When pressure is placed on nerve roots around the backbone, some form of spinal decompression may be recommended. This is especially true if non-surgical attempts at relief, such as the use of anti-inflammatory medications and various forms of physical therapy, aren’t effective. Decompression can be in the form of surgery or a therapeutic form of decompression that involves the use of a traction table. Regardless of how it’s performed, the goal with any of form of spinal decompression is to ease nerve irritation or spinal cord pressure.
Spinal Decompression Therapy
Involving a gentle stretching of the spine, the therapeutic form of spinal decompression requires patients to lay on a specially designed traction table; it moves on the bottom and the top part remains steady. The patient is firmly secured to the table as manipulations are performed to relieve nerve compression.
This non-surgical approach to decompression is often used to ease nerve-related lower back or neck pain. It uses a similar approach to spinal manipulation used by chiropractors to perform adjustments. Non-surgical spinal decompression may ease discomfort related to:
- Bulging or herniated discs
- Age-related wear affecting joints or discs
- Pain from a slipped disc (spondylolisthesis)
Surgical Spinal Decompression
Laminectomies and microdiscectomies are among the most common surgical versions of spinal decompression performed. The purpose of such procedures is to relieve pressure that’s either directly on nerve roots or on the spinal cord itself. It may be performed when back, neck, or radiating nerve pain is related to:
- Bulging or collapsed discs
- Bony growths within the spinal canal
- Irritation from nerve openings
- Thickened joints
- Fragments of bone or loosened ligaments
With a discectomy, a portion of the damaged disc is removed to relieve nerve root pressure. In some cases, the entire disc may be removed. Fusion surgery may be performed at the same time if the spine becomes unstable after disc material is removed.
The bony covering or arch (lamina) within the spinal canal may need to be removed to allow more space for nerve roots. The specific procedure performed will depend on whether or not the entire lamina needs to removed (laminectomy) to relieve pressure or only a portion of the lamina (laminotomy) needs to be removed.
Both variations of this procedure will relieve spinal pressure related to decompressed spinal nerves. The nerve irritation is usually due to disc material, bone fragments or growths, or abnormal spinal development. With a foraminectomy, a larger amount of tissue and/or bone is often removed.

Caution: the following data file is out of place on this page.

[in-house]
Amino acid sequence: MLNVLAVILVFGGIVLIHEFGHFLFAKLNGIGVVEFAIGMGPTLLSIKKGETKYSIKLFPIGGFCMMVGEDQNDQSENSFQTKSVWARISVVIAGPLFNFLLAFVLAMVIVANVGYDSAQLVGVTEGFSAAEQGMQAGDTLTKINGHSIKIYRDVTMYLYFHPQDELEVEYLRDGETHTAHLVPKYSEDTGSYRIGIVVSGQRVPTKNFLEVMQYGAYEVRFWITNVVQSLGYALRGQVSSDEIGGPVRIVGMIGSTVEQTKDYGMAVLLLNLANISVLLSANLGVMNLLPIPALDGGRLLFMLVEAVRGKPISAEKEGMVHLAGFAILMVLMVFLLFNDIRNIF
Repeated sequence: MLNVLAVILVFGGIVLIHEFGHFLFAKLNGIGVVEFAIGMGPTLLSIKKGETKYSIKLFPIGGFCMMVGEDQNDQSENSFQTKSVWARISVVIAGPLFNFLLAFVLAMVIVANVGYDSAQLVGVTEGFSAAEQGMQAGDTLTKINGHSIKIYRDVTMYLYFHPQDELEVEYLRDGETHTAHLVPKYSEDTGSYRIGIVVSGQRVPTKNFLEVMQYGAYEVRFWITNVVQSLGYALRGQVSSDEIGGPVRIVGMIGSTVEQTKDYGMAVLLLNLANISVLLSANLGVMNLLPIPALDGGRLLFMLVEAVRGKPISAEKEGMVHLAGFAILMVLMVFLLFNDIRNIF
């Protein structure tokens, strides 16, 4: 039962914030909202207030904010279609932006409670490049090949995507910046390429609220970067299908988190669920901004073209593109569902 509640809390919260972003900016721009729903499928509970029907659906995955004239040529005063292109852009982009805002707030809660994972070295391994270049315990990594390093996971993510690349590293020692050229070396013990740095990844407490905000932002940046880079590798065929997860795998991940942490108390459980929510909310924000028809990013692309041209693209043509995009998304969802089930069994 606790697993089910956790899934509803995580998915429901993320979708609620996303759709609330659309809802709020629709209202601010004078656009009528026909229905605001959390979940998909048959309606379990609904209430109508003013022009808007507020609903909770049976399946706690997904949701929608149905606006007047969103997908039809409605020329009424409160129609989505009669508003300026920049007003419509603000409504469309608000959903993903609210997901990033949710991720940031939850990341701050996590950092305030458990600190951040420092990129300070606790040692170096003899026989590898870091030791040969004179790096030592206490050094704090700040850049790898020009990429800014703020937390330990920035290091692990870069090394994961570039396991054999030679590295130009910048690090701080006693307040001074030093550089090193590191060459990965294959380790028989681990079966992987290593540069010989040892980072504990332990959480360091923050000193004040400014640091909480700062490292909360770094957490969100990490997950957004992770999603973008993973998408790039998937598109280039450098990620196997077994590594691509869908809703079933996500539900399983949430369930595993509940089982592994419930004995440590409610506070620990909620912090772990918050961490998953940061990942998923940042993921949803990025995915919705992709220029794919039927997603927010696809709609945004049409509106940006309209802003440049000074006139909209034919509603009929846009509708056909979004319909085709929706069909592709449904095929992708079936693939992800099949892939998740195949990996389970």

Bony growths (osteophytes) sometimes develop on vertebra or other parts of the spine. If these bone spurs are compressing nerves, they will need to be removed.
If the vertebral body itself is placing pressure on the spinal cord or nerve roots, this procedure may be recommended. It may be done when a discectomy is performed to remove part of a damaged disc.
Minimally Invasive Spinal Decompression
Many forms of surgical spinal decompression can be performed with minimally invasive methods and techniques. Such methods involve less trauma to nearby muscles and reduce risks normally associated with any type of spine surgery.
Spinal Decompression Recovery
The length of the stay in the hospital after spinal decompression surgery will depend on the specific type of decompression surgery that’s performed. Medication will be prescribed to manage post-surgery pain. As healing continues, patients are often encouraged to actively participate in physical therapy.
When to Consider Spinal Decompression Surgery
Surgical decompression may be recommended when other treatments aren’t effective or when symptoms are persistent, severe, and becoming progressively worse. Compression on nerves and/or the spinal cord may result in local or radiating pain, numbness and tingling, or general muscle weakness. Decompression surgery will not prevent new pain from developing later as age-related degeneration continues. Success rates for spinal decompression are as high as 90 percent, according to some estimates.
If it comes down to a choice between the two forms of spinal decompression, the therapeutic version is likely to be recommended before surgery is suggested. But if the non-surgical approach to decompression isn’t providing lasting relief, surgical decompression can be an effective way to achieve the same goal. Since many of the techniques involved are minimally invasive, recovery is often faster than what’s experienced with traditional decompression. It may take a few months for some nerve roots to fully heal after pressure is relieved.